Thursday, March 10, 2011

Encaustic Process, Meredith of Wax and Pixels in her studio, Occidental, California

A while ago, Symphony and I drove out to West Sonoma County, to our friend Meredith's gorgeous studio in the redwoods, to photograph some of the process she uses to create the amazing encaustic pieces she makes for me. It was a wonderful day! Although I probably won't be able to (or want to) wear Symphony on my back for any more photo shoots... little girl is getting BIG.

I love the studio... I want to move in!

Here's Meredith holding some of the ingredients for the wax... this is the resin. Meredith told me that there are sometimes elephant hairs in it from where the elephants rub up on the trees that the resin comes from, I think in India. Did I get that right? Crazy!

More of the stuff... beeswax smells so good!!

From the Wax and Pixels website: "Through the encaustic process, a photograph you love is enriched with beeswax, resin and color -- transforming the photo from a transitory snapshot to an heirloom-worthy art piece. The natural qualities of the wax imbue the photograph with warmth and depth, a dreamlike translucence, as well as an enticing fragrance -- enriching the original photos, but not changing their nature."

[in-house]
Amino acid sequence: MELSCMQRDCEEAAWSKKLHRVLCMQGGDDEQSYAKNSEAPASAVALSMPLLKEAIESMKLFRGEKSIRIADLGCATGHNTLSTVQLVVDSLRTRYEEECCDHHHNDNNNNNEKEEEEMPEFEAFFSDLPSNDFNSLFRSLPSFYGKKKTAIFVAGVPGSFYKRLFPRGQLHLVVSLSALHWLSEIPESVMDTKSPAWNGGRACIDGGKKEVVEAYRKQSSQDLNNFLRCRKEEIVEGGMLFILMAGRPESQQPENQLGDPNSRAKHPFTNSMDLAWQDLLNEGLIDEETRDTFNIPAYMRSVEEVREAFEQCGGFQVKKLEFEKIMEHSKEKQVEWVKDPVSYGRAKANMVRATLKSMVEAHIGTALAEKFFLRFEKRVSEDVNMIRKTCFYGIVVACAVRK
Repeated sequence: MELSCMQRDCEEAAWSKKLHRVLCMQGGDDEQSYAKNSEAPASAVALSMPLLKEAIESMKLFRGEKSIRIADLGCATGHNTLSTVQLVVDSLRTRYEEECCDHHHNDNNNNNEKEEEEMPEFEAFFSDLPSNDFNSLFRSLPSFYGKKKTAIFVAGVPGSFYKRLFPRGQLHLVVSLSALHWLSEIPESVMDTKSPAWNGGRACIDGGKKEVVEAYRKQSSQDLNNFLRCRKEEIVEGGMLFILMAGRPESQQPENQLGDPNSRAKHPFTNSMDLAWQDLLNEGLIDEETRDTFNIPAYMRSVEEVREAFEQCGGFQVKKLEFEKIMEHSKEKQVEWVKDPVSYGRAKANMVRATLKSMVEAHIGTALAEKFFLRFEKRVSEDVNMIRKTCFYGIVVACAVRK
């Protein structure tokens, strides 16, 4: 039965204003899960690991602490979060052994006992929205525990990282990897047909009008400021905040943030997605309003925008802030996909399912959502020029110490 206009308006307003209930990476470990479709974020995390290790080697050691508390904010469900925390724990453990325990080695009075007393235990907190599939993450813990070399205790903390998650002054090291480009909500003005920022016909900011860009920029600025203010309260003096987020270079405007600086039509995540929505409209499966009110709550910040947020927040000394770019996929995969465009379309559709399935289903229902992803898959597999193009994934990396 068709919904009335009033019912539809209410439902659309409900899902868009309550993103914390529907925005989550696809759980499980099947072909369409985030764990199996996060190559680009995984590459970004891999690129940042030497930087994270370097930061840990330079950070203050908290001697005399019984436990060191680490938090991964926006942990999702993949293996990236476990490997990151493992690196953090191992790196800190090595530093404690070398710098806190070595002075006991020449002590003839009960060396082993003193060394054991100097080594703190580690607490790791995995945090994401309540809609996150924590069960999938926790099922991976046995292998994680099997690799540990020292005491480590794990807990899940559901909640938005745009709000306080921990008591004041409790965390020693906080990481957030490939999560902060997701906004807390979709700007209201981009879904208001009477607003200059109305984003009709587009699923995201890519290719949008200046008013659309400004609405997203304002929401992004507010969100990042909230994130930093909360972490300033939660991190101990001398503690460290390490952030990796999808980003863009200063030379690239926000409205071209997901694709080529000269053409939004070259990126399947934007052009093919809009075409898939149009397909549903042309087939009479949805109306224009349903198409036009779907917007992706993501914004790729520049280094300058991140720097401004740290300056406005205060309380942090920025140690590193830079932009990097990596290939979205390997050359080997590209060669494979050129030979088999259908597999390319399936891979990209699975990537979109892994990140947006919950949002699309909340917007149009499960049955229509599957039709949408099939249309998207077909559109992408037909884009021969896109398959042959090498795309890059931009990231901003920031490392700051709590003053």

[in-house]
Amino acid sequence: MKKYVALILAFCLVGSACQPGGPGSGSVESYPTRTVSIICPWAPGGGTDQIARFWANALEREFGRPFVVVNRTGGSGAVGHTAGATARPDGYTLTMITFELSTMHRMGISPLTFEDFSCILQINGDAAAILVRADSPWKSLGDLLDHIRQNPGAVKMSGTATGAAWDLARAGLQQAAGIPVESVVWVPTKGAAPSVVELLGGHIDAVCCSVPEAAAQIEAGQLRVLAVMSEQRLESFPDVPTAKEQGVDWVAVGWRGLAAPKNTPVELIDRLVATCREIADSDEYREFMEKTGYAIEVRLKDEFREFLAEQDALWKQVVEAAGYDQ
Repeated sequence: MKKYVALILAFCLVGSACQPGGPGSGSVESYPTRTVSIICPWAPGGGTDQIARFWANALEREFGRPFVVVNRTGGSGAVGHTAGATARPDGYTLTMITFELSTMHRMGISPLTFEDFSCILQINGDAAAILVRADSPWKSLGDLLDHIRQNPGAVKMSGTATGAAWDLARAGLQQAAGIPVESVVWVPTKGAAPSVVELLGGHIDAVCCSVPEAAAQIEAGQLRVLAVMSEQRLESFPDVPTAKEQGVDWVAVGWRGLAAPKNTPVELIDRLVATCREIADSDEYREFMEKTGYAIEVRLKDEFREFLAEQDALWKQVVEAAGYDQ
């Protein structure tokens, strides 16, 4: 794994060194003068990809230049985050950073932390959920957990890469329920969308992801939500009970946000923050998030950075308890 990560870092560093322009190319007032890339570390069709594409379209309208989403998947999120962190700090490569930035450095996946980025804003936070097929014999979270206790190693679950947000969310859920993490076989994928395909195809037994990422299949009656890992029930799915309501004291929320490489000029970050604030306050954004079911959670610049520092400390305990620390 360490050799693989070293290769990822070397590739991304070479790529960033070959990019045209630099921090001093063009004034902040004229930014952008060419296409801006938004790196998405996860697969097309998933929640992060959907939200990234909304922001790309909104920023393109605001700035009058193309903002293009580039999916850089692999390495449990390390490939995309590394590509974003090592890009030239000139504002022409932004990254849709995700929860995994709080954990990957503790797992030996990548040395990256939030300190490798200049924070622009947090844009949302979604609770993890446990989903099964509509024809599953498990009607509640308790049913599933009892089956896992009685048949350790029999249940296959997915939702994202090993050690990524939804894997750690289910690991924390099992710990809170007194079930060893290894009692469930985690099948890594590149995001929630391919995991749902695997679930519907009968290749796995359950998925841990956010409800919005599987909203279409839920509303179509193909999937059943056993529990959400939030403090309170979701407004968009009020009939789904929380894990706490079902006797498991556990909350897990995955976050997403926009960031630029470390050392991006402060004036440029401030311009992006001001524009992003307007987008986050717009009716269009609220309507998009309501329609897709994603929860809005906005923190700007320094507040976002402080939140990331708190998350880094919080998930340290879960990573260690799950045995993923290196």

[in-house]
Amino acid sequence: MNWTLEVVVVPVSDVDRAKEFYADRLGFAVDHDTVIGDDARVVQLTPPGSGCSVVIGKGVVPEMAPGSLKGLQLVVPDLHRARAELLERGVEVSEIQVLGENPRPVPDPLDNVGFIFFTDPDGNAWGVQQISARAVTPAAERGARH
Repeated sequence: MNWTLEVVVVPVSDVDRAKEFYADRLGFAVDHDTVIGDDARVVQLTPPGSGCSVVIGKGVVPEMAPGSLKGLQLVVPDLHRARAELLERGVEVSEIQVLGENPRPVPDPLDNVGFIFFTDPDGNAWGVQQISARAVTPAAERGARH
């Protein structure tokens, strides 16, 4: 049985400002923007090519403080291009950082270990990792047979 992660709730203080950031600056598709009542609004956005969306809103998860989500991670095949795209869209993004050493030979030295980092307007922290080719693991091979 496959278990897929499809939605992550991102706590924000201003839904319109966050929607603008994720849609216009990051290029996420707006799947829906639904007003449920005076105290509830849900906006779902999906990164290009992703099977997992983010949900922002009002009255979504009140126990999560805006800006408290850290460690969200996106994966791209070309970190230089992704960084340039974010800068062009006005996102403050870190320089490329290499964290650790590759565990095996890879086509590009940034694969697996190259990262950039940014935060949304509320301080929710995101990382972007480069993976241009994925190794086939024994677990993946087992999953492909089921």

"Encaustic is an ancient painting method, combining beewax, tree resin, and pigments to create a luminous, durable, and beautiful finished product. Unlike oil or synthetic binder-based mediums, which dry to harden, encaustic is first heated until it’s molten and liquid and then it hardens as it cools.

In an encaustic painting, the artist builds up multiple layers of translucent, paint-infused wax. Each layer is then melted or fused back together, bonding each layer. This is called "burning in," or in Greek, enkaustikos, the origin of the word "encaustic.""

And the cutest artist in her natural surroundings!

Some of the residents of the studio property:

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